Several media outlets have reported that during tonight’s State of the Union address, President Donald Trump will highlight a scheme to funnel taxpayer money to private schools – in other words, a nationwide voucher plan.
The Washington Post reported that under the plan, euphemistically called “Education Freedom Scholarships,” individuals and corporations would receive a 100 percent tax credit for money they donate to subsidize vouchers. The plan, cooked up Education Secretary Betsy DeVos, has a price tag of a whopping $5 billion. (And despite what DeVos claims, that's taxpayer money, not private funding.)
Since this plan is likely to get a lot of attention in the days and weeks to come, it’s important to brush up on the dangers of vouchers. The National Coalition for Public Education, which Americans United co-chairs, has a lot of material on its website that you can use to debunk the claims of voucher proponents.
Here are some key talking points to keep in mind:
Vouchers subsidize religious education with public dollars: Most private schools are religious in nature. They should be supported by the people who believe in the faith they spread, not government funds. Yet, voucher plans use taxpayer funds to support these schools, rather than using those funds to support our public schools.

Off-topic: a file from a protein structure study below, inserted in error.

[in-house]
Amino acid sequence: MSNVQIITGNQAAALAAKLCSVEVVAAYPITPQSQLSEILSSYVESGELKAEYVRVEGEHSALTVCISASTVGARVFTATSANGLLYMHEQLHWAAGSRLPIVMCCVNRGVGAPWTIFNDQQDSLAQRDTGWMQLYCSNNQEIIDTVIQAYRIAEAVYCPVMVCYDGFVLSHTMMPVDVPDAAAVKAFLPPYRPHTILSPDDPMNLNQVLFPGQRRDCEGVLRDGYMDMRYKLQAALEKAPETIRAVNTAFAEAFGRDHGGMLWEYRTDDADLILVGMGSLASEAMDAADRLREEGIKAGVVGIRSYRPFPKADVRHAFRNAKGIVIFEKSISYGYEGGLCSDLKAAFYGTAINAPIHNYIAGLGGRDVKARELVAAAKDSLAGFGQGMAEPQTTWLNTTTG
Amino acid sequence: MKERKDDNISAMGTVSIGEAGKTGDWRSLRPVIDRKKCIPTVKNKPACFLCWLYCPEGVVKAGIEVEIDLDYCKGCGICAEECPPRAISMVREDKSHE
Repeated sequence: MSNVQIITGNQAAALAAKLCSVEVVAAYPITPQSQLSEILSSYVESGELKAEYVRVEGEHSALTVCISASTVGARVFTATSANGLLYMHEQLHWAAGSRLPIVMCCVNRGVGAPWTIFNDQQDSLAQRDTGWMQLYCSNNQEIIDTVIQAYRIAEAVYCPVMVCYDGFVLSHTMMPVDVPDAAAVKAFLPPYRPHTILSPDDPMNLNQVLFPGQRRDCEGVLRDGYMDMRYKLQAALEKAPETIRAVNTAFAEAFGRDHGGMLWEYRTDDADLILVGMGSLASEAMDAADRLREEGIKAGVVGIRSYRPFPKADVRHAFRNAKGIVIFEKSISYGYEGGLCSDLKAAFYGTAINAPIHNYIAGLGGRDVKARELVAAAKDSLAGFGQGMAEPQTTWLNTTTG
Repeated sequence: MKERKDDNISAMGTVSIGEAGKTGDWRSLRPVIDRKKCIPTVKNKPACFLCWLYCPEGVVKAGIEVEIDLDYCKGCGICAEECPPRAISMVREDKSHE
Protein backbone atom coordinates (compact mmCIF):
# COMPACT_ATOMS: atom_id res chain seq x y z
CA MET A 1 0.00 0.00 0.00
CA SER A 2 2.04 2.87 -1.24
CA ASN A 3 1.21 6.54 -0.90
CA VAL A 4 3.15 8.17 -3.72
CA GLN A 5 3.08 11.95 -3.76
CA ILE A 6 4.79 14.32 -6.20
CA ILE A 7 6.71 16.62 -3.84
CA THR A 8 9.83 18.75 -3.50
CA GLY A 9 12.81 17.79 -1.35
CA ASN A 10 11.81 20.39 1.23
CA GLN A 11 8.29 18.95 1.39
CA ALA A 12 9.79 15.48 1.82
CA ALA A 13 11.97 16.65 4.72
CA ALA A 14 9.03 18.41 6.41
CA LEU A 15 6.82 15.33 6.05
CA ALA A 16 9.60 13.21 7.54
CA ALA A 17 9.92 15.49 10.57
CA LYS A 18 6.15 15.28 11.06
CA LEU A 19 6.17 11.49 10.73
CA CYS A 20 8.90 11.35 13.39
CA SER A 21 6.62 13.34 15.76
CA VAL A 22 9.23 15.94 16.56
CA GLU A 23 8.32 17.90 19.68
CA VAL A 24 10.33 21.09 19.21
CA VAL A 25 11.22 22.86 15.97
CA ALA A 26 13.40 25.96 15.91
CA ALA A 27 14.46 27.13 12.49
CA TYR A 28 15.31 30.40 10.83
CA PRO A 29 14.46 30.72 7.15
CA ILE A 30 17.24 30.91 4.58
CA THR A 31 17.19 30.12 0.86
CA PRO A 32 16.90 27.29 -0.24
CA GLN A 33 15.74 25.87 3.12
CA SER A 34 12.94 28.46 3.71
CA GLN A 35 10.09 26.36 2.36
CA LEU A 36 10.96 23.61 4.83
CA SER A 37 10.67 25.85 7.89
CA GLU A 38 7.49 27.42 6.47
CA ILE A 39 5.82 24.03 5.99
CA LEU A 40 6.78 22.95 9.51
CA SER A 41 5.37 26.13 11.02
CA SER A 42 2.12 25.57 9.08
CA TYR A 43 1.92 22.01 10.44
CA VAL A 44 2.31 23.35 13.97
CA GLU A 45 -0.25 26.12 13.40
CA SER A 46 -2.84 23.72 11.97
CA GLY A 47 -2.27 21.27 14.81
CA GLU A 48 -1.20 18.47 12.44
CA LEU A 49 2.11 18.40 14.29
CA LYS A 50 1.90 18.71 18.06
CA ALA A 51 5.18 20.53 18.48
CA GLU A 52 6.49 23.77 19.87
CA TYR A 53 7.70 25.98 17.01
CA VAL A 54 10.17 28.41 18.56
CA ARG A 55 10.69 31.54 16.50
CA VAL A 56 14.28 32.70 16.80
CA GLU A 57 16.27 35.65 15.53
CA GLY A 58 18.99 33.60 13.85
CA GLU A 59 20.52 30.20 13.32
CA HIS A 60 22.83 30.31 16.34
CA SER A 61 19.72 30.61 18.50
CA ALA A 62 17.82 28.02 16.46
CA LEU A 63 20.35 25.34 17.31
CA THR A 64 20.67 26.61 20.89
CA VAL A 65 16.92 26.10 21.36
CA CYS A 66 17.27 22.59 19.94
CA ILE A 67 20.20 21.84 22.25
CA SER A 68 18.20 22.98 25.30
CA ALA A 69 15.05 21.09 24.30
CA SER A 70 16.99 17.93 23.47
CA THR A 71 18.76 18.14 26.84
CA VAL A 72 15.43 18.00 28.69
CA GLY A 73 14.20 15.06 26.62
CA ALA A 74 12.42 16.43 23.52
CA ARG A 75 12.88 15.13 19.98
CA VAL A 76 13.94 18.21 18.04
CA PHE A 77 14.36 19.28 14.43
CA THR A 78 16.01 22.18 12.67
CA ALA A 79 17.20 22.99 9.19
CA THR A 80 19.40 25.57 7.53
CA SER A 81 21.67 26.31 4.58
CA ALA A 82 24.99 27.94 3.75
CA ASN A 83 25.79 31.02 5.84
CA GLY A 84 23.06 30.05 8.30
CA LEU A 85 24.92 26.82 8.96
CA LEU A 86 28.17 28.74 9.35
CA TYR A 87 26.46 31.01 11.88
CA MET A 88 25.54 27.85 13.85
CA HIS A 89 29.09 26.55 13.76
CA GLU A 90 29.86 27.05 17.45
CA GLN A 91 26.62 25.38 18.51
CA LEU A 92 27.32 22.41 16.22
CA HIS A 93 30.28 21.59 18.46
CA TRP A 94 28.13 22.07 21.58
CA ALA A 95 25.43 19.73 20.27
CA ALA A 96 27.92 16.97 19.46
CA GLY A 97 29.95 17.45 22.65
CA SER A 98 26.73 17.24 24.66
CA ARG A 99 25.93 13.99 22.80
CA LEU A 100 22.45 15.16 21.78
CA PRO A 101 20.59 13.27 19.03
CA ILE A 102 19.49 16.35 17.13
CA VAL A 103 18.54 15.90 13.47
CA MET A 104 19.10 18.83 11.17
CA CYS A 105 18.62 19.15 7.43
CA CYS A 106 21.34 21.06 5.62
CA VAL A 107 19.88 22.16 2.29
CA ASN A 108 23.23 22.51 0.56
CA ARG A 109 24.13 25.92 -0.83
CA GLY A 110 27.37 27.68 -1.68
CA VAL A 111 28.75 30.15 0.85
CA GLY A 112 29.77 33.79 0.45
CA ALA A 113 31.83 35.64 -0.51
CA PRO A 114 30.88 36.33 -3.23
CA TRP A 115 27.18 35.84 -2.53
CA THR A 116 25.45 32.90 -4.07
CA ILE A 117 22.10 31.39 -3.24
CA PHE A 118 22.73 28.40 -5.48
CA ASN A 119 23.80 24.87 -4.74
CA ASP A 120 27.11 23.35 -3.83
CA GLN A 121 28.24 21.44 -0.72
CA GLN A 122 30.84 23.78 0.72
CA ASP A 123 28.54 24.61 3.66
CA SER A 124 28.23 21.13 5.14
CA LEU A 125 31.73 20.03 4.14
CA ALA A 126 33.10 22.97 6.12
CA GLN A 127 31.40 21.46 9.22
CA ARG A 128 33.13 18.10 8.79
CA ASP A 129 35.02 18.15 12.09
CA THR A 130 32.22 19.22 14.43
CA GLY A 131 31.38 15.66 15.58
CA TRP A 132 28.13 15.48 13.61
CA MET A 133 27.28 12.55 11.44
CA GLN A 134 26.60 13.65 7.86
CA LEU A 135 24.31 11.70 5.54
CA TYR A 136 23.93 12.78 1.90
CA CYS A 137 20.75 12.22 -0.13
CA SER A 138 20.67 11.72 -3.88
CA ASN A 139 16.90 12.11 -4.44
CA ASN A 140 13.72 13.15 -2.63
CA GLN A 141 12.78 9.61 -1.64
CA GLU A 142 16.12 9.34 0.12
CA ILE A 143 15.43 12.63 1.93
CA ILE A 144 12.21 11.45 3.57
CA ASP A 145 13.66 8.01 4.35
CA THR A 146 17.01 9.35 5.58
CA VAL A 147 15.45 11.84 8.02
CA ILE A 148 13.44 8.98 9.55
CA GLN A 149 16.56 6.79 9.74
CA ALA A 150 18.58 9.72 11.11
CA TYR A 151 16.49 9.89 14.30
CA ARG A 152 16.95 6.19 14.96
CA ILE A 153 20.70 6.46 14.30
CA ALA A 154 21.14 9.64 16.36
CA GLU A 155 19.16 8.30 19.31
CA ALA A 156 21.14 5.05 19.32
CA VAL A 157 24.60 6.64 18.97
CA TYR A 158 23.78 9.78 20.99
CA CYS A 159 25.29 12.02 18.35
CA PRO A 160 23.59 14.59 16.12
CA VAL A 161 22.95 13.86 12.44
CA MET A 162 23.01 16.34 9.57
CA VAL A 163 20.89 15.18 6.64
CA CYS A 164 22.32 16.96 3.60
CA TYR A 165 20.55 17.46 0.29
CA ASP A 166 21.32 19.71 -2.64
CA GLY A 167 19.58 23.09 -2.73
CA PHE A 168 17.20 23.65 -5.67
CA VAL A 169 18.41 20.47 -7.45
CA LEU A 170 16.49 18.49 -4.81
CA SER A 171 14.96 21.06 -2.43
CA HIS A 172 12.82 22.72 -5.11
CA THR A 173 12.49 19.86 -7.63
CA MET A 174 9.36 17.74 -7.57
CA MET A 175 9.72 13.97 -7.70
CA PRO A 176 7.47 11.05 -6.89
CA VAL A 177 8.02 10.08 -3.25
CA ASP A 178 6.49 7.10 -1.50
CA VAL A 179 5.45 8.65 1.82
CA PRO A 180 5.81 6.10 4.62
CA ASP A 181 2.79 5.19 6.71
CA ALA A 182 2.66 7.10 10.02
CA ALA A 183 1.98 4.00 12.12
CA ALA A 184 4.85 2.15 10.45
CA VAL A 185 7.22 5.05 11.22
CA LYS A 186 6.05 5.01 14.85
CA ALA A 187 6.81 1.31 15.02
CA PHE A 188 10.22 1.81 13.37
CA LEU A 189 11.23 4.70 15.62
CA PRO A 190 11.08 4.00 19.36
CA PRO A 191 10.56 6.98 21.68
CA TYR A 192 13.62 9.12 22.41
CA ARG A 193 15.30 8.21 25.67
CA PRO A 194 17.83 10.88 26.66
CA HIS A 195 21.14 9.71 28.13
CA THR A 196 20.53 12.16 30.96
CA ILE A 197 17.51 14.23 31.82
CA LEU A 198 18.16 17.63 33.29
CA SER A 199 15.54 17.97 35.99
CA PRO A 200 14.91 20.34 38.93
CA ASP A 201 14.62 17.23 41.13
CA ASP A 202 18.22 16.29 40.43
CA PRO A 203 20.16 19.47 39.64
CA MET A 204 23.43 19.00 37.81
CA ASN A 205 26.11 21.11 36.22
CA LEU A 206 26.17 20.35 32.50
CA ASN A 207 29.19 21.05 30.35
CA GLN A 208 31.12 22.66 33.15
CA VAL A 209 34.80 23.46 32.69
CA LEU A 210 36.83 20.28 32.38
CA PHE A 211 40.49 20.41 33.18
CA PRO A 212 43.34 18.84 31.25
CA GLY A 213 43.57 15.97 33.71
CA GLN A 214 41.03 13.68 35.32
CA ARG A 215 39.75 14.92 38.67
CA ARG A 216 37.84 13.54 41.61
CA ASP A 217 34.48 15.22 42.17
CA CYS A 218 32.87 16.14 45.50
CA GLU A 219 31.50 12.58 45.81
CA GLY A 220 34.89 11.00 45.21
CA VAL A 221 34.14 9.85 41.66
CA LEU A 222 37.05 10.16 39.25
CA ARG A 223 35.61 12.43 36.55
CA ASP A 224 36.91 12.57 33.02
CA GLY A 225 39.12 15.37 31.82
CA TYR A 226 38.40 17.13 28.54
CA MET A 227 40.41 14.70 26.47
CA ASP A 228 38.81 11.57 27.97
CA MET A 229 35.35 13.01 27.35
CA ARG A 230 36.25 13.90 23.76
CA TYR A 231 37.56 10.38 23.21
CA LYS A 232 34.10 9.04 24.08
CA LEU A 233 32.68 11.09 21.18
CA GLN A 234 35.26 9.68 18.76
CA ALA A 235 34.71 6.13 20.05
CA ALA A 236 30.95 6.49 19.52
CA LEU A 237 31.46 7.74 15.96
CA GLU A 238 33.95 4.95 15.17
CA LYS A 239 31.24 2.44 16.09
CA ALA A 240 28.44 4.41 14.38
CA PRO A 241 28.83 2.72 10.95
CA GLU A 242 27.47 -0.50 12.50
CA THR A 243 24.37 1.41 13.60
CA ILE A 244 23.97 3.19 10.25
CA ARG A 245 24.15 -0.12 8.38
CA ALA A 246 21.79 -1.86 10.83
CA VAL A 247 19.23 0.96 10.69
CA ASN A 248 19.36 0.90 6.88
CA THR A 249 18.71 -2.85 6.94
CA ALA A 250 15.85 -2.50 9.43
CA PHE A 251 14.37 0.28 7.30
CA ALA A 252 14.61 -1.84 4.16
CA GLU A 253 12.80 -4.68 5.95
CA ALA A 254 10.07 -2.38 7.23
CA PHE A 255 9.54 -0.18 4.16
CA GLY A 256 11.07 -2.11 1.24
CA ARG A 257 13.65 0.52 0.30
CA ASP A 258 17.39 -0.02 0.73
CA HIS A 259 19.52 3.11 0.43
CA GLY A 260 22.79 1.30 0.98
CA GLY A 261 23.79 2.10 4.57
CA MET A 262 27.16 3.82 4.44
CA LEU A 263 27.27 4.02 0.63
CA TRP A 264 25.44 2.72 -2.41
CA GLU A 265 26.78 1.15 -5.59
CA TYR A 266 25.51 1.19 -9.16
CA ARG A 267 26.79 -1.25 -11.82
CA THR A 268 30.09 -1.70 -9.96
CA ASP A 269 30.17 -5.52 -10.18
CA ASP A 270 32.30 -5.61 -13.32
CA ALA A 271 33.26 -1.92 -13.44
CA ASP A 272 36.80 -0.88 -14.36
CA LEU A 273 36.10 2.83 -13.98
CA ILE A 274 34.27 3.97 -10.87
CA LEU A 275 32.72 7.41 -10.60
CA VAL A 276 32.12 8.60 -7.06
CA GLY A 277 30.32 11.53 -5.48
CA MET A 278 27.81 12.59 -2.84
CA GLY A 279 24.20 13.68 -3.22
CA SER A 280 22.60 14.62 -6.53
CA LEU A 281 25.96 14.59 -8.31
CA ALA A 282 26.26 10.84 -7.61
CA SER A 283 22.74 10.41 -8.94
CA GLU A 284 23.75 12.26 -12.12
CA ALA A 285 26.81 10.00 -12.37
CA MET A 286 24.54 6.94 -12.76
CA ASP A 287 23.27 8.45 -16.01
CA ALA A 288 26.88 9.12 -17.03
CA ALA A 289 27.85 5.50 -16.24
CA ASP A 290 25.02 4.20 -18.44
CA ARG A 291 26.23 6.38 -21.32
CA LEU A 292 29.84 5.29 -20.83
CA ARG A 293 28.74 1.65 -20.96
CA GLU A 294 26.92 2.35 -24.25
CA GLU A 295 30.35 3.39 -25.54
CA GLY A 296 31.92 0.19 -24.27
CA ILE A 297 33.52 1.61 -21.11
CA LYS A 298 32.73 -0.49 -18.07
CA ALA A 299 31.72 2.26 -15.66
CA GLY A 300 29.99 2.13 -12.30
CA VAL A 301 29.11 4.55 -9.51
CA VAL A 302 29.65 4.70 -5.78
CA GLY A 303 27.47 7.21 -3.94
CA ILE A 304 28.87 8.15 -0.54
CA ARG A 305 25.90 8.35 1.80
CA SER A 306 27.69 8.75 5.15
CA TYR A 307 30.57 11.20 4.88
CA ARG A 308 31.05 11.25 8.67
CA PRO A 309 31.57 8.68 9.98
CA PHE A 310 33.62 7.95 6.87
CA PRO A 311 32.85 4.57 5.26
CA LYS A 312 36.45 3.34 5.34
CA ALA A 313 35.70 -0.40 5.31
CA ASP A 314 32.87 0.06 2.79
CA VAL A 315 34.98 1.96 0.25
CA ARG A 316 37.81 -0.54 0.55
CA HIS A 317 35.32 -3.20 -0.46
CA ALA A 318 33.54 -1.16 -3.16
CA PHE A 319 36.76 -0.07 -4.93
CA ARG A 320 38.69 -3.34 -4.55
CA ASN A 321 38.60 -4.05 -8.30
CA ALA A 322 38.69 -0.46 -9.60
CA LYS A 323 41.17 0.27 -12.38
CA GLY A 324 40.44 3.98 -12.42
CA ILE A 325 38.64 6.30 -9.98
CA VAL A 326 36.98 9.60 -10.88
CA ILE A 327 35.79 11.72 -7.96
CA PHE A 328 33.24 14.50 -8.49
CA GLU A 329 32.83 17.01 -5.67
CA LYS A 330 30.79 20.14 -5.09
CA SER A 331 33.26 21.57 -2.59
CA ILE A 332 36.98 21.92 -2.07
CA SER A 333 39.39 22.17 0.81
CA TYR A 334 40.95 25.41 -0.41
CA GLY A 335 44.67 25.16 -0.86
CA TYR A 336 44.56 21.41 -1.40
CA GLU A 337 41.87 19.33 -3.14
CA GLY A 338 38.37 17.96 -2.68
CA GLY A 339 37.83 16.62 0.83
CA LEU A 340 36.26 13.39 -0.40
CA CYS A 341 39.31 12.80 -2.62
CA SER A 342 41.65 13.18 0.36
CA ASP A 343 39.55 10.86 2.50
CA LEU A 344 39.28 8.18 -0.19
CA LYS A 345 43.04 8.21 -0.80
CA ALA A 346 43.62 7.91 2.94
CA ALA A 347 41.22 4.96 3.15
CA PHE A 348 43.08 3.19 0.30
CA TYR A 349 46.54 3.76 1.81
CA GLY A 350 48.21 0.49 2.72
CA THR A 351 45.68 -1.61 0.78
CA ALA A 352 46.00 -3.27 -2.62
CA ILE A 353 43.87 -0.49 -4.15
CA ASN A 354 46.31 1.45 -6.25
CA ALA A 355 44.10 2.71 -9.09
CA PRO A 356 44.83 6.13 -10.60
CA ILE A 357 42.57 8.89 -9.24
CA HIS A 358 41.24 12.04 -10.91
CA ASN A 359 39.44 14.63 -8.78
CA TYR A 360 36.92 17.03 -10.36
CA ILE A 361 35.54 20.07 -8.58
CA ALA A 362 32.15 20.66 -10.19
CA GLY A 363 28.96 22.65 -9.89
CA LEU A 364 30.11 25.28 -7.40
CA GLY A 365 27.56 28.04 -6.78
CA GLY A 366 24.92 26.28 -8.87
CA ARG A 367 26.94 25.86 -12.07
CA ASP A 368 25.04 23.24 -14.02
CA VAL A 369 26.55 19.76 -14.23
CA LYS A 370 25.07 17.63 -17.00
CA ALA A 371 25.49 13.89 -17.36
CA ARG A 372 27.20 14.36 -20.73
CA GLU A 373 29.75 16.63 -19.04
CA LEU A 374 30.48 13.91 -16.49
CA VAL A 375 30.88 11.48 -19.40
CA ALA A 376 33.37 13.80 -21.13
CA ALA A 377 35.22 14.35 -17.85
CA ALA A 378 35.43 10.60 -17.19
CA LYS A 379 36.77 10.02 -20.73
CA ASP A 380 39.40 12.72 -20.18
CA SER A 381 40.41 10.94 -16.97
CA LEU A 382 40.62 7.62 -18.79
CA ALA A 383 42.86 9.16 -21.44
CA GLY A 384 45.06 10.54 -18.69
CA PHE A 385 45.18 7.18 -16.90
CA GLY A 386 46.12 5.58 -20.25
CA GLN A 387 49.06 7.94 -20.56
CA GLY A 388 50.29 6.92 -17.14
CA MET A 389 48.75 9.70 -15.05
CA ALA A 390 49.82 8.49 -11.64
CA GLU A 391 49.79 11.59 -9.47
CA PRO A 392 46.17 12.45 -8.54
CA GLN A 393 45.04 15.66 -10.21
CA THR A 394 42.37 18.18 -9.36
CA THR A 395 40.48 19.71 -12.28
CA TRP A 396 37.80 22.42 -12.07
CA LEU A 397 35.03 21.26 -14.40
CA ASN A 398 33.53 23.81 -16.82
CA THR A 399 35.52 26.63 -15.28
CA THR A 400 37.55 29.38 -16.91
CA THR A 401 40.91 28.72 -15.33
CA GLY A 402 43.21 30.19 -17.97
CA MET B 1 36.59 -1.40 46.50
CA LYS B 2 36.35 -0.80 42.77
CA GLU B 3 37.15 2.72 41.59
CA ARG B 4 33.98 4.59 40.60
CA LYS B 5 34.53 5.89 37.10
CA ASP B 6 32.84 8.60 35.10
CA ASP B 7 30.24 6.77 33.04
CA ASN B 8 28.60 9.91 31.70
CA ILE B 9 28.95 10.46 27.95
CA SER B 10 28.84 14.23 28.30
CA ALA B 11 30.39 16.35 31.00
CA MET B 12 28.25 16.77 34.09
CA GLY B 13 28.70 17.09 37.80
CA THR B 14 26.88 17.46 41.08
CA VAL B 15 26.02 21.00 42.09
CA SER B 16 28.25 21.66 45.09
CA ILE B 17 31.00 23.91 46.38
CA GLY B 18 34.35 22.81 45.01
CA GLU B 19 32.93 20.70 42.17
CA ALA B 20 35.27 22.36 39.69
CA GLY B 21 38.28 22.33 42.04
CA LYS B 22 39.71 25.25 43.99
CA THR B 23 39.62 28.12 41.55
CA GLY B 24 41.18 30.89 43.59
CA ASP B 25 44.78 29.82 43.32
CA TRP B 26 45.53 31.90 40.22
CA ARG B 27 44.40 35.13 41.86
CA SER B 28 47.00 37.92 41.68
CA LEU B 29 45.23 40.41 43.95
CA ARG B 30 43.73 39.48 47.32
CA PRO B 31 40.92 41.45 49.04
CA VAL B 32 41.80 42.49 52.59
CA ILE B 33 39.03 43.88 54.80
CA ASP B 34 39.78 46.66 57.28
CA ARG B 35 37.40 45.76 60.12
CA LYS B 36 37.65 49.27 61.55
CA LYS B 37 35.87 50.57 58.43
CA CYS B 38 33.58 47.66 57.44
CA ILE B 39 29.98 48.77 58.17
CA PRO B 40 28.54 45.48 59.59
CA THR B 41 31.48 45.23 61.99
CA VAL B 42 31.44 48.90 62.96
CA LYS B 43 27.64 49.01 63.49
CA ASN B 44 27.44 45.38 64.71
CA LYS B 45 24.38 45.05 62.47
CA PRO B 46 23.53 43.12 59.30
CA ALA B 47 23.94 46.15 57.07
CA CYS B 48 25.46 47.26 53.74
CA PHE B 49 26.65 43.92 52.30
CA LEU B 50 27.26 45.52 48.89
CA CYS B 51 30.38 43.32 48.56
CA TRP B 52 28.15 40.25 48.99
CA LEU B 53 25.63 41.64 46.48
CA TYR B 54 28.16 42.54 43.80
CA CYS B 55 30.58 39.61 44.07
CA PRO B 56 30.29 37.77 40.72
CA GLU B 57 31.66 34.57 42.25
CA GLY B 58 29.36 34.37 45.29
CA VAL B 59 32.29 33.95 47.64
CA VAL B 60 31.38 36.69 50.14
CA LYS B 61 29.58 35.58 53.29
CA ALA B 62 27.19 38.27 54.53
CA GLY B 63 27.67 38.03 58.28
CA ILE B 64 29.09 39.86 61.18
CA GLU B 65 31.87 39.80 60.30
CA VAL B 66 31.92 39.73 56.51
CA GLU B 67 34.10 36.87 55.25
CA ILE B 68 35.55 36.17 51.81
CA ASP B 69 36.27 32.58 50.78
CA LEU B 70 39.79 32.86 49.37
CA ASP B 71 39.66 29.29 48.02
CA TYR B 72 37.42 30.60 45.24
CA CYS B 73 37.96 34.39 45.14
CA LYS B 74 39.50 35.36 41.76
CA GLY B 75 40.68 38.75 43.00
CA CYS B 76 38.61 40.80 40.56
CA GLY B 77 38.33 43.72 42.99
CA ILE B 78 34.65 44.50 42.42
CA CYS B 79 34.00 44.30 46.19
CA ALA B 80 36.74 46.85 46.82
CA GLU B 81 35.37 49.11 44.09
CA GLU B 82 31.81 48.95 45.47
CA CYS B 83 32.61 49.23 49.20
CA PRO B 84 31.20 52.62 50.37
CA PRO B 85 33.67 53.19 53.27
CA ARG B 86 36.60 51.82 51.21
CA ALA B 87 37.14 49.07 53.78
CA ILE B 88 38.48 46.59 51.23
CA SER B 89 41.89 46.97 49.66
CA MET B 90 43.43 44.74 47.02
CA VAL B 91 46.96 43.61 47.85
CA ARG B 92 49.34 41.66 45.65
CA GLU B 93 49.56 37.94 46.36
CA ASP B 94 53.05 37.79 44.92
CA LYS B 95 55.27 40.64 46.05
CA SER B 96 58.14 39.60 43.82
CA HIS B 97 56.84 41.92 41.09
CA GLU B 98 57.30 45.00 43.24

Vouchers don’t work: Vouchers are supposed to boost student achievement – but they don’t. Objective studies of existing voucher plans in states like Louisiana, Ohio, Indiana and in the city of Washington, D.C., have shown that students offered vouchers showed no improvement in reading or math over those not in the program. In some states, students in voucher school actually performed worse than their public school counterparts.
Vouchers subsidize schools that discriminate: Unlike public schools, private schools are under no obligation to educate the masses. They can and do deny admission to or expel students for being LGBTQ (or even for having parents who are the same gender), for being the “wrong” religion or for running afoul of religious rules. In addition, faculty and staff at these schools have little protection when it comes to employment.
Vouchers harm public education: 90 percent of America’s schoolchildren attend public schools. These schools welcome all children, regardless of race, religion, income level, sexual orientation, special needs status, etc. Our scarce tax dollars should be reserved for the system that serves everyone, not funneled to private schools that lack the capacity to educate the masses.
Vouchers are not what the American people want: Every time voters have had an opportunity to vote on voucher plans directly through ballot initiatives, they have rejected these schemes – usually by wide margins. Most recently, voters in the conservative state of Arizona turned back a plan to create a statewide voucher plan, with 65 percent voting against it.
Visit NCPE’s website to learn more about the dangers of vouchers, and sign this petition to make it clear that you support public funds for public schools. Also, please join Americans United as we work to oppose this misguided Trump scheme and all voucher boondoggles.